By David Hunter
Harelbeke – Harelbeke 206.1km
The fun in Belgium continues, with the only race in the world named after a motorway.
The organisers have decided to mainly stick with the traditional route, no wonder! This is a race that never disappoints and always seems to come up with new ways of winning. Last year, we witnessed a long range attack by Gilbert, Van Avermaet and Naesen. This trio stayed away until the end, despite making the move with 68km remaining.
The race really begins with the Kortekeer, after 128.3km. This climb is 1km at 6.4%, which isn’t too difficult, but the Taaienberg is just around the corner. The battle to be at the front for this climb is fierce and lines out the peloton. Once on the climb, we have 650m at 9.5%, but all of this takes place in the gutter. This means we have a long line of riders and the elastic always snaps. As it was removed from Omloop, this is the first time we’ve seen the Taiienberg in 2018.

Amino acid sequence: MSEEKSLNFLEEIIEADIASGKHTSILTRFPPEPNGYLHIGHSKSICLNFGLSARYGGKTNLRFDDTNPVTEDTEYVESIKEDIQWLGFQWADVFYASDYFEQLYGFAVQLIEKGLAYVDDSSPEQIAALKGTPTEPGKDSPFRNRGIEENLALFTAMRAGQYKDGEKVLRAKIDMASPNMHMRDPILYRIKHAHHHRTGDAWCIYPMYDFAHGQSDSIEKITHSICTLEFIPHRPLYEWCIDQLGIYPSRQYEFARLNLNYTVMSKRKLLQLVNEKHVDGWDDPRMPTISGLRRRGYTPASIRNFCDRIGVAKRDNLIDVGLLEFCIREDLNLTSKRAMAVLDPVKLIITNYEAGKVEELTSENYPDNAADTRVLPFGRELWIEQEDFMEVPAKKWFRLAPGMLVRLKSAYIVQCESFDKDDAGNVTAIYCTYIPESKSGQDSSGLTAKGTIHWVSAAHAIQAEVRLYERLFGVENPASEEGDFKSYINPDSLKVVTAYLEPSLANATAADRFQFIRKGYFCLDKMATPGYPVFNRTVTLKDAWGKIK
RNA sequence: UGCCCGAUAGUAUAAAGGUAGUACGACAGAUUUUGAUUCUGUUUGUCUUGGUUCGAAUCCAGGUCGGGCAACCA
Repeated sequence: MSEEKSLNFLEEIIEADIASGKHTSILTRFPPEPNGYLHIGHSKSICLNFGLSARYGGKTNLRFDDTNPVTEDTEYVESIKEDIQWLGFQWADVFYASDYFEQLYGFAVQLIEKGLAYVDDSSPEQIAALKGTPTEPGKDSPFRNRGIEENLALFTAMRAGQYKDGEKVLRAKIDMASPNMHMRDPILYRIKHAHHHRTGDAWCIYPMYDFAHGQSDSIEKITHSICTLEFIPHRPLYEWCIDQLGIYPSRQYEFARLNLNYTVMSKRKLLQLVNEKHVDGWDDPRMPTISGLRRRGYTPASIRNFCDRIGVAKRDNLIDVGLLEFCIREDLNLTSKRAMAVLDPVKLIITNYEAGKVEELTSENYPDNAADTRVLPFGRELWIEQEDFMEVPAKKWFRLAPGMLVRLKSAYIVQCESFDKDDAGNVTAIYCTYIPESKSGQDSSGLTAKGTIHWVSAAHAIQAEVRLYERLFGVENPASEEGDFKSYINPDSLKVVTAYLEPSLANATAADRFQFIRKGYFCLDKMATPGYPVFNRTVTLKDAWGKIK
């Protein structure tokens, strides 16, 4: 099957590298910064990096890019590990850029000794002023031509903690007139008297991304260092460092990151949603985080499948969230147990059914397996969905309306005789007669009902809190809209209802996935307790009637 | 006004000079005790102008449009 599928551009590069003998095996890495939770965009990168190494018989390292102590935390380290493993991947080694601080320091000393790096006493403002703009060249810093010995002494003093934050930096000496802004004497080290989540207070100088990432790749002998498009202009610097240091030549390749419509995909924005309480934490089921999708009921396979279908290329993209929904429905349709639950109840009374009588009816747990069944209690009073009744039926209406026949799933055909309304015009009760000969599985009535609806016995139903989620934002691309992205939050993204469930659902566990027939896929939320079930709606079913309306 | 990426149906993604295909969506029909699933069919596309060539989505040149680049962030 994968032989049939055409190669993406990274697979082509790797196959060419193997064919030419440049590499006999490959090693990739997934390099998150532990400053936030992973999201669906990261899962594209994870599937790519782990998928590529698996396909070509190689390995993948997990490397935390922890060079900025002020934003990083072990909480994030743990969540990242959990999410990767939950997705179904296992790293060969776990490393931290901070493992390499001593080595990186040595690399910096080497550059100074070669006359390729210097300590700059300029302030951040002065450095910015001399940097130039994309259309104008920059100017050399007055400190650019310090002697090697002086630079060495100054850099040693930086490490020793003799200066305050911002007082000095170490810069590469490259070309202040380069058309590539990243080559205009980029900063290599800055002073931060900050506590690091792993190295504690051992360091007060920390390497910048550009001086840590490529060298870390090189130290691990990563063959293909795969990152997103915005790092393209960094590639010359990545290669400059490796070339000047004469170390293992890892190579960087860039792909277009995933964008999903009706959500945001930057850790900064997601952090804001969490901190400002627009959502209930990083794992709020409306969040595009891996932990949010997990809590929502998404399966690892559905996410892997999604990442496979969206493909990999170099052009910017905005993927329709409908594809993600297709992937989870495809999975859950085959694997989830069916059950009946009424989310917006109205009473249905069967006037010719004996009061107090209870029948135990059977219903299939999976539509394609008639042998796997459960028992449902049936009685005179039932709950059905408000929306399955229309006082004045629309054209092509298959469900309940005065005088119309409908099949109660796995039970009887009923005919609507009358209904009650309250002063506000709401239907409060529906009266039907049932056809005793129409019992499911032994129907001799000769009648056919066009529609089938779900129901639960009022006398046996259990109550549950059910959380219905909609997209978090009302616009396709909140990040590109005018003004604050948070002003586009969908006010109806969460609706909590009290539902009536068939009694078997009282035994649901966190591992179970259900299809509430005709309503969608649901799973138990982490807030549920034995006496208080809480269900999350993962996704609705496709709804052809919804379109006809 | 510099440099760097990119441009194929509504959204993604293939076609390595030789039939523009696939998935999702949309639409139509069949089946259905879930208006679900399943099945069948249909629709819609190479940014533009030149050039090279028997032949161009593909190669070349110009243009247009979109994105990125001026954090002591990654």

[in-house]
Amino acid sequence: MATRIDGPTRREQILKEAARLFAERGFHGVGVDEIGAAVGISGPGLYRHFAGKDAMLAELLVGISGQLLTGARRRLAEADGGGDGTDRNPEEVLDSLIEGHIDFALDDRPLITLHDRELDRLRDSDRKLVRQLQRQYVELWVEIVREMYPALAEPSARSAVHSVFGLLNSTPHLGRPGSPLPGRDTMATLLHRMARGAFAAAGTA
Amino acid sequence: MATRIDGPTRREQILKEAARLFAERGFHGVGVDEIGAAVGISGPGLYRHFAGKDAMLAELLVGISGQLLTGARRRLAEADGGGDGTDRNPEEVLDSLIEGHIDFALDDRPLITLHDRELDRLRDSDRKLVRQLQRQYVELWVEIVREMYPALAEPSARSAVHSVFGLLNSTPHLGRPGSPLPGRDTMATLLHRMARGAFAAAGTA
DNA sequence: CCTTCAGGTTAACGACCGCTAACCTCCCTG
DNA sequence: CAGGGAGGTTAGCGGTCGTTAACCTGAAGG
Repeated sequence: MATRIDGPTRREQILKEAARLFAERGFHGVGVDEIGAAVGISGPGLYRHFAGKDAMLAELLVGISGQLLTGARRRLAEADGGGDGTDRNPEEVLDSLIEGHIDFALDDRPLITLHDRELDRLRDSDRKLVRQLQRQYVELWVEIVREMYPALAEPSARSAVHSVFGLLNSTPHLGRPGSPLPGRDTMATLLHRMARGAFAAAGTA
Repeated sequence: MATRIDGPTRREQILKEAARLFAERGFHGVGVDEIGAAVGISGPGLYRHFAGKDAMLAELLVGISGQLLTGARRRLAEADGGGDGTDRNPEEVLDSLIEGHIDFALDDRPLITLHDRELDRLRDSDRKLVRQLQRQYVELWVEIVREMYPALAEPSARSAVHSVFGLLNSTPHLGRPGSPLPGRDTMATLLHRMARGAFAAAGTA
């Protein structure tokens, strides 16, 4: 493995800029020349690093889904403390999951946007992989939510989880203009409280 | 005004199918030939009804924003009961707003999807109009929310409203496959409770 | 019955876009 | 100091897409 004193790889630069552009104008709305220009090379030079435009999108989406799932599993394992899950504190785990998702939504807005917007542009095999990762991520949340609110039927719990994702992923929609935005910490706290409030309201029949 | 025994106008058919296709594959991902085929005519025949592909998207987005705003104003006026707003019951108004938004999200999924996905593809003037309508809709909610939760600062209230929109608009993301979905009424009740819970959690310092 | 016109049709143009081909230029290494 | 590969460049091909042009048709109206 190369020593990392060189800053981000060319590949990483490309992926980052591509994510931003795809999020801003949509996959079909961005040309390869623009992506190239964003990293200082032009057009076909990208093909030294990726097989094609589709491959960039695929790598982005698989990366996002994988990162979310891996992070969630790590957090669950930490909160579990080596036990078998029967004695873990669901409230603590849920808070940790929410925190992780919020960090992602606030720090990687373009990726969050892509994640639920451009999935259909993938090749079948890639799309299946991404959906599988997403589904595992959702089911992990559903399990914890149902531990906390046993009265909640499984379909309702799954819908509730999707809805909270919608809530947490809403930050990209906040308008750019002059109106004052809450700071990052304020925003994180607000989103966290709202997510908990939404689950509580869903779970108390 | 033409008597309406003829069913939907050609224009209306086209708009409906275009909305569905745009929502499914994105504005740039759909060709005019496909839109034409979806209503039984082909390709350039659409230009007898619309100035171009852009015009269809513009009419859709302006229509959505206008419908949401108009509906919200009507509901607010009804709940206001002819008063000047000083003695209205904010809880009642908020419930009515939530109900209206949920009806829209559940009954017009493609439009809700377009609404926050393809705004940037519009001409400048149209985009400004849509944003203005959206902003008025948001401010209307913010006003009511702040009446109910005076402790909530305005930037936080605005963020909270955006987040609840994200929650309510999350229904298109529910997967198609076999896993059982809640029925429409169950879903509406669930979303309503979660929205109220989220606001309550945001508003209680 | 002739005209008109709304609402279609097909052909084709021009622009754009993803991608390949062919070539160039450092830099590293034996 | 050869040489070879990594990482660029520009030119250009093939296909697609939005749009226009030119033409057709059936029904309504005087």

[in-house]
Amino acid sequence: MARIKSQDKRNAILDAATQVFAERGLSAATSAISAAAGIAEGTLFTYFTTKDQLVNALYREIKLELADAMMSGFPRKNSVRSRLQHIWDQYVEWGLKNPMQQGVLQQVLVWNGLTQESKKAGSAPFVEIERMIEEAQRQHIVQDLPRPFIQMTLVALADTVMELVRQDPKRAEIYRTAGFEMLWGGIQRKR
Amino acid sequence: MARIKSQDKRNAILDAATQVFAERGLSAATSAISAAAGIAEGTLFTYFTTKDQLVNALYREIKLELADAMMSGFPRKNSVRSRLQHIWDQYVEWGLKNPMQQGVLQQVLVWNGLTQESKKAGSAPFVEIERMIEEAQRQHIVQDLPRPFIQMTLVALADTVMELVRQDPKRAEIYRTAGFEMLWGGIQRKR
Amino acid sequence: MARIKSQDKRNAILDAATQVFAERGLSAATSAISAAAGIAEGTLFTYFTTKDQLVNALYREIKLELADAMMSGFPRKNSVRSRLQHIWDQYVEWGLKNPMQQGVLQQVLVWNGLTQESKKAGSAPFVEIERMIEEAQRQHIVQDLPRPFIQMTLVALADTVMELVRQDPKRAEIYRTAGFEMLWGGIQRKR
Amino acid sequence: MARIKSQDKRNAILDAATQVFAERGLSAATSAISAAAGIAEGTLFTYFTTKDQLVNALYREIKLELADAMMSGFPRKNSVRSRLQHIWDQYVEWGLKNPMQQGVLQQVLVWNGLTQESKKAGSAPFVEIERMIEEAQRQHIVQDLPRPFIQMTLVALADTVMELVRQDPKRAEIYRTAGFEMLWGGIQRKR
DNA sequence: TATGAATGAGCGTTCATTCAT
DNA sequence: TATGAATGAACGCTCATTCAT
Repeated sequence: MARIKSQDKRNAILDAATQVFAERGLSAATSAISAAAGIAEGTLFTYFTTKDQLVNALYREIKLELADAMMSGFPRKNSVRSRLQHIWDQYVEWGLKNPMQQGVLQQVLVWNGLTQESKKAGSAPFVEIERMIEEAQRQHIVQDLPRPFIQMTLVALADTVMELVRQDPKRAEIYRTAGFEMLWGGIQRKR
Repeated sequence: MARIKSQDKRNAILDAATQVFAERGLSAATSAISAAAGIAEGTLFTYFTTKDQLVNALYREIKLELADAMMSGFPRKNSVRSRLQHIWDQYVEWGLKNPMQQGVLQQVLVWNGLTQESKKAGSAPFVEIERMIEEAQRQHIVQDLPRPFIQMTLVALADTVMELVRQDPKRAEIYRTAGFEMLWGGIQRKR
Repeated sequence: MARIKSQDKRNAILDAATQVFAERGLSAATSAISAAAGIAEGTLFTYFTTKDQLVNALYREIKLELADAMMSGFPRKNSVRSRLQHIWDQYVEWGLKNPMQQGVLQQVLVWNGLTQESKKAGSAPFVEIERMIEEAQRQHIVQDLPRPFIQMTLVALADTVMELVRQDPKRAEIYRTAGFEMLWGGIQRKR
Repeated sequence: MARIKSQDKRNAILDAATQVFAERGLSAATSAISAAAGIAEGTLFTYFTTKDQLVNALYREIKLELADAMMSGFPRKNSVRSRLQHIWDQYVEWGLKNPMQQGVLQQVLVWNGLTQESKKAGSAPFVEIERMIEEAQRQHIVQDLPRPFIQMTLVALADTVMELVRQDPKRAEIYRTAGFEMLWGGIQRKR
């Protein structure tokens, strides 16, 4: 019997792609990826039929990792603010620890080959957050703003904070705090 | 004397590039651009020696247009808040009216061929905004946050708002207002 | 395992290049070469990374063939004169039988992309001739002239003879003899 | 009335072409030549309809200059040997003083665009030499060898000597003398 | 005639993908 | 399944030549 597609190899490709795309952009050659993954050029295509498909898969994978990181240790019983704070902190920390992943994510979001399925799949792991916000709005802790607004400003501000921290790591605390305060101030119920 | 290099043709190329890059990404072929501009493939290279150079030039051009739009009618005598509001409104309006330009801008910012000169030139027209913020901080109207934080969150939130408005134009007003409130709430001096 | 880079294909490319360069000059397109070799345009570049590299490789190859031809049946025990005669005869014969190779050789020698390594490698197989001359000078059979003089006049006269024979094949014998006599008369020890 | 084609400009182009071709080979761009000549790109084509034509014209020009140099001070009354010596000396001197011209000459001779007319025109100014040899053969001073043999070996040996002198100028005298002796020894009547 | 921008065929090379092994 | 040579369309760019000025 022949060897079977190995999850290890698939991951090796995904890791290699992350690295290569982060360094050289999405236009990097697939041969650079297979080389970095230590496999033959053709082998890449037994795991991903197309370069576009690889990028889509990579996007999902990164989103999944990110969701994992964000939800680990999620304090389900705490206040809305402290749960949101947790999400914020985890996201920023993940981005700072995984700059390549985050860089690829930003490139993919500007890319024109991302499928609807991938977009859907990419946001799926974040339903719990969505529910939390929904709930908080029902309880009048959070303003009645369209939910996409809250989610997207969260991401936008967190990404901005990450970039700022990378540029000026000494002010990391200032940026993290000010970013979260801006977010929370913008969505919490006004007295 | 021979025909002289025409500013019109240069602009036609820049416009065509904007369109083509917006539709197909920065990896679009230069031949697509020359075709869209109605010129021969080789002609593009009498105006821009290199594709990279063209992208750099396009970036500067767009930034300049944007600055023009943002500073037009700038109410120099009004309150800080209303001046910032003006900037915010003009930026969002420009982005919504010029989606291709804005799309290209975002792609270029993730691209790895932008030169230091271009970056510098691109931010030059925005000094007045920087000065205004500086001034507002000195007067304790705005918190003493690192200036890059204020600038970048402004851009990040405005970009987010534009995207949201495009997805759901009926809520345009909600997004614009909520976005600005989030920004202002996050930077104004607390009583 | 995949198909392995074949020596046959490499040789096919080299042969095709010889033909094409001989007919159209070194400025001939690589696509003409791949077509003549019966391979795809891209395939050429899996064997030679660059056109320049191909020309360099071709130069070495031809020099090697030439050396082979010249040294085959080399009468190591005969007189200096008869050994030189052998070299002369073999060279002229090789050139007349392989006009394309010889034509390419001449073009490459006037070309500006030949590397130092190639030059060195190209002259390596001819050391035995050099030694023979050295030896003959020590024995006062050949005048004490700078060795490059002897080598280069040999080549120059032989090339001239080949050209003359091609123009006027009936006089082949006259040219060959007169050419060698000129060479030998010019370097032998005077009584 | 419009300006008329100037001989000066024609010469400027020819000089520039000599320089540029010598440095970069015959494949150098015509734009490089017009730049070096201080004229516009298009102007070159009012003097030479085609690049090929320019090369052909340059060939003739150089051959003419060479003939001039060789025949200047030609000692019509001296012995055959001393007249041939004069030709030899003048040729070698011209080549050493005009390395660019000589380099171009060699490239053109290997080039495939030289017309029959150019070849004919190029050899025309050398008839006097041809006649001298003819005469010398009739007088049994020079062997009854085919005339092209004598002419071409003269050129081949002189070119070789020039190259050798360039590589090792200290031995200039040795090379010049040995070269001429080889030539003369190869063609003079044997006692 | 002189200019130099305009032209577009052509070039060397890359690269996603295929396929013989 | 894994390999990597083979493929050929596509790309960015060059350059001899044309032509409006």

Next on the menu is the Boigneberg, 2180m at 5.8%, which is quickly followed by the Eikenberg, 1200m at 5.5%. With no more serious climbs for the next 20km, this can be a very tactical section of the race. It normally deters long range attacks, but not last year.
Usually the most important part of the race is the Paterberg/Kwaremont double. This is the only race where we do the climbs in this order, usually the Paterberg is climbed last. The Paterberg is 700m at 12%, but you can use the gutter, unlike in the Tour of Flanders. This is quickly followed by Oude Kwaremont, which is 2200m at 4.2%. As most of you will know, this is my favourite climb in cycling. The bottom half is steep and very demanding, once through the village, the top section is relatively flat but exposed to the wind.